Lack of government policies on food and water safety is causing the death of 2.2 million people, including children, every year across the globe, health experts said recently. They said the use of pesticides and fertilizers in the past 50 years has grown nearly 170 times. As a consequence, persistent residues of the chemicals contaminate food and disperse in the environment and find their way into the food chain.
"There has been rampant use of chemicals resulting in several short-term and long-term effects on the human body. High use of artificial fertilizers and pesticides while growing food grains results in food-borne diseases," Behram Pardiwalla, consultant internal medicine at Wockhardt hospital, said in a statement.
He said tackling the problem was necessary because toxic compounds like pesticides, heavy metals and toxins of fungal or bacterial origin could also contaminate the food during manufacture, storage or transportation. Observing that unsafe food kills an estimated 700,000 children in Southeast Asia alone every year, he said: "Even if the food is free of bacteria, viruses, parasites and chemicals, other contaminants, additives and adulterants can cause over 200 diseases ranging from diarrhoea to cancer."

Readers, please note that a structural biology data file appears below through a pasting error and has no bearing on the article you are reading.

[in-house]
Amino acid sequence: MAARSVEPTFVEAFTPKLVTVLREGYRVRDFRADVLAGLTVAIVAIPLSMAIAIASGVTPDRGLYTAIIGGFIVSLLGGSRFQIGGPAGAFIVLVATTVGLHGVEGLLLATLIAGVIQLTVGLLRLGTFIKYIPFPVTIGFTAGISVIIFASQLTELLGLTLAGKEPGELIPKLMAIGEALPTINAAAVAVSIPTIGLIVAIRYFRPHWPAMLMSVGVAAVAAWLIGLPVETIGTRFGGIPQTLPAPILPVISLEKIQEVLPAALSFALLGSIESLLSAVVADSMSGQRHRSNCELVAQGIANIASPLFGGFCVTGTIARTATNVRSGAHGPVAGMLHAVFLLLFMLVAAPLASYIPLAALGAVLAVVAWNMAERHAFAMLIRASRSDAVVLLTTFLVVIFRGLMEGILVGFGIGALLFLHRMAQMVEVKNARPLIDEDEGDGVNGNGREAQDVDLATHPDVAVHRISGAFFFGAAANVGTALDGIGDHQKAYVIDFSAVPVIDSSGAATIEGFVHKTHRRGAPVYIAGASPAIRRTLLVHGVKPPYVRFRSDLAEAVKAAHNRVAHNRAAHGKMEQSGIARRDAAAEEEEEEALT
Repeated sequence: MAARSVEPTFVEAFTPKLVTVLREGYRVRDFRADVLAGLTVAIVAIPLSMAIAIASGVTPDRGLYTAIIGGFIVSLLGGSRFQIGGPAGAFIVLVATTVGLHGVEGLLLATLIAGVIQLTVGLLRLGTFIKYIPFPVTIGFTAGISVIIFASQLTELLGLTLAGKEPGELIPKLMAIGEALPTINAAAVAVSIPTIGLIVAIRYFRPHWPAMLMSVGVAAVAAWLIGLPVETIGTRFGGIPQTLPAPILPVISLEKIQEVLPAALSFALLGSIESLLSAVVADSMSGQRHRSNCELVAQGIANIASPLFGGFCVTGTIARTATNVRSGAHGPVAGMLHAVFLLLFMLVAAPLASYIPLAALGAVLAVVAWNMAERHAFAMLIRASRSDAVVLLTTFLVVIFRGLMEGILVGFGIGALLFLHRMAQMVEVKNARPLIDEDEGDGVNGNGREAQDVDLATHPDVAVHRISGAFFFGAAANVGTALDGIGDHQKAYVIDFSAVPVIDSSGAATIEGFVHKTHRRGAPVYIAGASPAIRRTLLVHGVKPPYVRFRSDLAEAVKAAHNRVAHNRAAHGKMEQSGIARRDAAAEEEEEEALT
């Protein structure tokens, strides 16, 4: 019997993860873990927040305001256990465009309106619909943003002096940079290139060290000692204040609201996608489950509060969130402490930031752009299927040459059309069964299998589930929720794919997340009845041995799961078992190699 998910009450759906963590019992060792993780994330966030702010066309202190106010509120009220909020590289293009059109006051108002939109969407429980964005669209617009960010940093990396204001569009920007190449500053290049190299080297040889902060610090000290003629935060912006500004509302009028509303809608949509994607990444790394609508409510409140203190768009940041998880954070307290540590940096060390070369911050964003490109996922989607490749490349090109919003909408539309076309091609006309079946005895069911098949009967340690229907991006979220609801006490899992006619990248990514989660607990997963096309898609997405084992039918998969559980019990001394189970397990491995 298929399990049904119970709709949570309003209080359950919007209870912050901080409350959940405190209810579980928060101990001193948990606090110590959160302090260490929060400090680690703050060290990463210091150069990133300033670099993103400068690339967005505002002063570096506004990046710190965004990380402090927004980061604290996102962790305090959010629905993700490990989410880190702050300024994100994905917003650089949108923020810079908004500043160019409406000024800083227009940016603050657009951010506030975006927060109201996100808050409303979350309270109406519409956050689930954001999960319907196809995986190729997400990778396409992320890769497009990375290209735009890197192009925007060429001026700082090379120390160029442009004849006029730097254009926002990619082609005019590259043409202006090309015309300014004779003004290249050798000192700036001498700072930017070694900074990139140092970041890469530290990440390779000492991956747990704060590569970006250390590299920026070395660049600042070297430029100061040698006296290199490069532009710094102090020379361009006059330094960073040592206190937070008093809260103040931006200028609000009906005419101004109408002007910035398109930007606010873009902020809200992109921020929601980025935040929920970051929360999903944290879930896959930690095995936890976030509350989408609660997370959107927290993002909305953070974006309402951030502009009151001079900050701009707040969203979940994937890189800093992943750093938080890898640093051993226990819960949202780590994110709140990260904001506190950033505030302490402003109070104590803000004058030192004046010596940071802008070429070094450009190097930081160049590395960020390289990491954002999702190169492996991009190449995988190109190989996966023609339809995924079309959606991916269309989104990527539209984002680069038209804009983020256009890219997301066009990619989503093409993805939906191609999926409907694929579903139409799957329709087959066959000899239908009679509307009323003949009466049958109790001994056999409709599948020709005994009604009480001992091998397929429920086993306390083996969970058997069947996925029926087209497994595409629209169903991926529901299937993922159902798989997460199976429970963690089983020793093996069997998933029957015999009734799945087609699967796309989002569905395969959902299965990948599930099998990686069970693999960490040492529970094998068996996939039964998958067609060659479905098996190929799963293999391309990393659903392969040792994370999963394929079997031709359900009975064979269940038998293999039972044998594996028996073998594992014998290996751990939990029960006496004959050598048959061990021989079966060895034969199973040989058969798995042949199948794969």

Pradeep Gadge, consultant diabetologist at Shreya diabetes centre, said: "The lack of surveillance by the government on food adulteration is another big issue that is contributing to the food poisoning among people.
"Adulteration of milk is very common. Some milk suppliers add salt to slow down the decomposition process of milk. Similarly cane sugar is often added to milk. Consumption of such milk leads to multiple health hazards especially in diabetic and blood pressure patients. "Kidney patients and blood pressure patients suffer serious consequences due to the salt content of such adulterated milk," he said.
Apart from urging the governments of the countries to ensure food safety, they also said that there was a need to work with NGOs to raise awareness among the people. The WHO has designated food safety as the theme for World Health Day-2015 on April 7.
In a statement, WHO's South Asian director Poonam Khetrapal said food safety was one of the key focus areas under the International Health Regulations -- IHR 2005 -- which include all public health emergencies of international concern that involve contaminated food and outbreaks of food-borne diseases.
She said WHO and the UN Food and Agriculture Organization (FAO) have established the International Food Safety Authorities Network (INFOSAN) to rapidly share information during food safety emergencies. Saurabh Arora, a pharmaceutical experts and founder of foodsafetyhelpline.com said there were 306 disease outbreaks due to food contamination in 2014 alone.
"Food that is produced and processed at one place may become contaminated at the source, but affect the health of the consumer, located at the other side of the globe," he said in a statement.